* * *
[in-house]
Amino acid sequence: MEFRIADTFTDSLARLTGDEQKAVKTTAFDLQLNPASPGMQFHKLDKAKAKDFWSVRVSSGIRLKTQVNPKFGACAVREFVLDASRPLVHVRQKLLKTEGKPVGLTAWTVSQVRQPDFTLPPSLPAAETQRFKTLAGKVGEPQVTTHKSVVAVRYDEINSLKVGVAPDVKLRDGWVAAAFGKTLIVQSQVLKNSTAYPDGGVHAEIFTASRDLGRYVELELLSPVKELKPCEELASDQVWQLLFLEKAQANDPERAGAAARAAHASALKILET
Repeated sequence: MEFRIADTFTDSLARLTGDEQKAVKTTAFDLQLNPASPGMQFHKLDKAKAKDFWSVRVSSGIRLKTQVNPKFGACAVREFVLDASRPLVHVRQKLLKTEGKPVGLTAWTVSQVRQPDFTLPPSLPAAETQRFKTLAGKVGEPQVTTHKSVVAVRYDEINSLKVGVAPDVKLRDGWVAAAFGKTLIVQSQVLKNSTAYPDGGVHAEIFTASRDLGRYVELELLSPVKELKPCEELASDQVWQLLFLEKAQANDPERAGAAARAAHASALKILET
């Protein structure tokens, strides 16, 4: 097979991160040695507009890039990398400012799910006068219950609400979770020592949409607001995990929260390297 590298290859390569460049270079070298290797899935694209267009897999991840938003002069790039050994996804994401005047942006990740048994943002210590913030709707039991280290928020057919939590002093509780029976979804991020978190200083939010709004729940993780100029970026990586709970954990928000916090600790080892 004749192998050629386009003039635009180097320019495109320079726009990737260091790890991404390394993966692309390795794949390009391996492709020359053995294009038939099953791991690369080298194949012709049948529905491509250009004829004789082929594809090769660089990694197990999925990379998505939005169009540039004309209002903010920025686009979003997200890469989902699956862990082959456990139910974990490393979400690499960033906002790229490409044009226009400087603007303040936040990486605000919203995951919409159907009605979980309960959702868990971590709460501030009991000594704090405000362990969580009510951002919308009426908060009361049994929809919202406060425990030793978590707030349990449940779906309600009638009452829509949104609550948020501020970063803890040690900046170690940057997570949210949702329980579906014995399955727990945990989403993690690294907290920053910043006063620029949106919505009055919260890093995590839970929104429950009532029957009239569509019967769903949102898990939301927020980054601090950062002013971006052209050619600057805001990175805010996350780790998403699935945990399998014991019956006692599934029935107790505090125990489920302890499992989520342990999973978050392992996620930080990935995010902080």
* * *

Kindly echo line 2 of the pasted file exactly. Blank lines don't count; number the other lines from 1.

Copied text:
Amino acid sequence: MEFRIADTFTDSLARLTGDEQKAVKTTAFDLQLNPASPGMQFHKLDKAKAKDFWSVRVSSGIRLKTQVNPKFGACAVREFVLDASRPLVHVRQKLLKTEGKPVGLTAWTVSQVRQPDFTLPPSLPAAETQRFKTLAGKVGEPQVTTHKSVVAVRYDEINSLKVGVAPDVKLRDGWVAAAFGKTLIVQSQVLKNSTAYPDGGVHAEIFTASRDLGRYVELELLSPVKELKPCEELASDQVWQLLFLEKAQANDPERAGAAARAAHASALKILET